by Grant Lobdell

All National Fire Protection Association (NFPA) documents reference an authority having jurisdiction (AHJ) at some point or another.  For example, per 5.3.1.1 in the current, 2017 edition of NFPA 25 Standard for the Inspection, Testing, and Maintenance of Water-Based Fire Protection Systems, “sample sprinklers shall be submitted to a recognized testing laboratory acceptable to the authority having jurisdiction for field service testing.”  To fulfill requirements such as these, a person needs to know what and who their AHJ is.

What is an AHJ?

NFPA defines an AHJ as “an organization, office, or individual responsible for enforcing the requirements of a code or standard, or for approving equipment, materials, an installation, or a procedure.”  Simply put, an authority having jurisdiction is someone or something that is responsible for enforcing the NFPA requirements. 

Who is an AHJ?

The definition of an AHJ is very broad.  There could be a lot of people or entities considered an AHJ.  For NFPA requirements concerning public safety, an AHJ could be one of, but not limited to, the following:

  • fire chief
  • fire marshal
  • building official
  • electrical inspector
  • labor or health department
  • commanding officer (government installations)

When insurance is involved with property being protected by fire protection measures controlled by NFPA, the insurance company or their representative themselves become an AHJ as well.  Two or more people or entities can certainly be tasked with ensuring NFPA requirements are being met and, as a result, both are consider an AHJ.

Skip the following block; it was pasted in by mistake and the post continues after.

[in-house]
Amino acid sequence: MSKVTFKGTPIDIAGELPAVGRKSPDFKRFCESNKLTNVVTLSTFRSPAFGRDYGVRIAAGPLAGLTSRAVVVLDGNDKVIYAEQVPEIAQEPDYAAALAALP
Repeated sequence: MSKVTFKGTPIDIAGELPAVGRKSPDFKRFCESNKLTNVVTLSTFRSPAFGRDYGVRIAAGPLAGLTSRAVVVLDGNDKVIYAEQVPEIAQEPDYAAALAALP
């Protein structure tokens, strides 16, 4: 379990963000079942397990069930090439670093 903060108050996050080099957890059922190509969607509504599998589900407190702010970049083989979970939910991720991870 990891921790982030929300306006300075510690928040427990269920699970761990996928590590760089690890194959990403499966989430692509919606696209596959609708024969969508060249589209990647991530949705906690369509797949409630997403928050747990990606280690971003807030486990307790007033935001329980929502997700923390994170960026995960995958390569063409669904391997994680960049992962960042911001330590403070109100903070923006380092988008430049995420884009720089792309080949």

To determine who the AHJ is for a requirement, the following question should be asked: Who is ensuring this is being done?  In the example given above, who is ensuring the sprinklers are being tested?  There could be multiple answers to that question.   If the sprinklers are located in a public building, such as a shopping mall, most likely a fire marshal is responsible for ensuring the sprinklers are tested and have adequate performance, but it is also very likely that the insurance company protecting the building has great interest in this section of the code as well.  They most likely are both following up with the building owner to review the test results.  In that case, both would be considered an AHJ.  Therefore, the laboratory selected for testing must be acceptable to both.  If no one is following up with the building owner to ensure a section of the code is being met, then the building owner themselves or their designated representative assumes the role of the AHJ.  In this situation, the lab selected would need to be acceptable to the building owner and/or designated representative.

If you have any questions regarding this article or would just like more information, please contact Dyne Fire Protection Labs at lab@dyneusa.com or (800) 632-2304.

©Dyne Fire Protection Labs 2019